Tech giant Google published a blog post supporting the Trans-Pacific Partnership on Friday, calling the treaty ‘a step forward for the Internet’ and saying the company looks forward “to seeing the agreement approved and implemented in a way that promotes a free and open Internet across the Pacific region”; while also adding, “The TPP is not perfect, and the trade negotiation process could certainly benefit from greater transparency.”
The post, written by the company’s SVP and general counsel Kent Walker, is drawing a strong reaction from people, who are lashing out at Google’s support of the controversial treaty. The reactions range from disappointment to outrage (you can read them as comments on the blog post).
The Trans-Pacific Partnership (TPP) is a trade agreement among twelve Pacific Rim countries. The agreement was signed on 4 February 2016 in Auckland, New Zealand, after seven years of negotiations, but has not entered into force. Those in favor of the TPP say that the agreement will translate into economic growth. However, there several who are not in favor – they fear jobs will move overseas with this deal, and ramifications on intellectual property will be restrictive and huge. And then there is the fact that all the negotiations took place in secret.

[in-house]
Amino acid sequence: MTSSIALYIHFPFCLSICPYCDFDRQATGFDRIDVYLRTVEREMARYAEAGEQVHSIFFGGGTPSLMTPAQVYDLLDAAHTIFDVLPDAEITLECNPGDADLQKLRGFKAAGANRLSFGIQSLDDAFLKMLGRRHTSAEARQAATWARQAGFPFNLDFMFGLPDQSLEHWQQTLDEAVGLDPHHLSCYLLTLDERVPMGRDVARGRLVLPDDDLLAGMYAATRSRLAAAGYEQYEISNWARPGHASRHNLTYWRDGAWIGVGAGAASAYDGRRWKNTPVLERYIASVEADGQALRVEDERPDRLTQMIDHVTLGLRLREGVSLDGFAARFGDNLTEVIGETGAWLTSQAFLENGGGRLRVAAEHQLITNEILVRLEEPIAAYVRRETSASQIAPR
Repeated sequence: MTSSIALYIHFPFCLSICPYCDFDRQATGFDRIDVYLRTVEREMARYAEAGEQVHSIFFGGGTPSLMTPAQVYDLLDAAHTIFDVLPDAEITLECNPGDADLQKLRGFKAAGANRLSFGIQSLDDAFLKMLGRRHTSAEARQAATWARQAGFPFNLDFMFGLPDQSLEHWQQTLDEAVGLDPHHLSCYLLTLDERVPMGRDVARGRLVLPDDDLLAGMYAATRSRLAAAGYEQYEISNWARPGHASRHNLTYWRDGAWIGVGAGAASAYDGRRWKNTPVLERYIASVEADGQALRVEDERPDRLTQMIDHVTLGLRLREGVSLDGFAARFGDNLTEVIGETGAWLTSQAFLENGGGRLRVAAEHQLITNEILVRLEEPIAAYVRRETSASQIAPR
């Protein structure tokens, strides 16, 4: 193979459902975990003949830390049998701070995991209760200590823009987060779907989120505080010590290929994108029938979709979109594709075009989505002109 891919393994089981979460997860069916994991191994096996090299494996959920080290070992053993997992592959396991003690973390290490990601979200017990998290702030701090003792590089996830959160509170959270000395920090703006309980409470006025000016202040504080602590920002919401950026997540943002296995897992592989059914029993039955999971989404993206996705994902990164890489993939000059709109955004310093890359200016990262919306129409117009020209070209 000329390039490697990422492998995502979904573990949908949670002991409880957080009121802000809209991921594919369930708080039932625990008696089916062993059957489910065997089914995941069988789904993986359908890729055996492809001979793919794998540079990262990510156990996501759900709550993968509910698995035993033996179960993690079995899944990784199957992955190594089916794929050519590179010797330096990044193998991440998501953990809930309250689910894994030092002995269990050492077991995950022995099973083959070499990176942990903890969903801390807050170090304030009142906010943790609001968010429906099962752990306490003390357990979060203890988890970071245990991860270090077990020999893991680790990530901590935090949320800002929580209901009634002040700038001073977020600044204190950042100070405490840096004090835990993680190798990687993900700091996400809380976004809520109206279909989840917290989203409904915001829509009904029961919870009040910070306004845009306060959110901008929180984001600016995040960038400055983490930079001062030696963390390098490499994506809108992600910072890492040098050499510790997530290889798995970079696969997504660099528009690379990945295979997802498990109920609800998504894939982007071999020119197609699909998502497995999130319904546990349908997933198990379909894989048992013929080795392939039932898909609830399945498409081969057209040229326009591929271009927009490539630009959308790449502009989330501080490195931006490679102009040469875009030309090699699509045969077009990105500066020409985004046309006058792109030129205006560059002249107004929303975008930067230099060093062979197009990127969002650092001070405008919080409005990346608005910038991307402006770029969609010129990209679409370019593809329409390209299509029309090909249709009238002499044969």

The legally verified text of the Trans-Pacific Partnership (TPP) was released on 26 January 2016. You can find it here. The Office of the United States Trade Representative touts the agreement as ‘leveling the playing field for American workers and American businesses.’ You can read USTR take on TPP here.
The Electronic Frontier Foundation (EFF) is opposing the TPP. You can read why here.
[Image courtesy: EFF]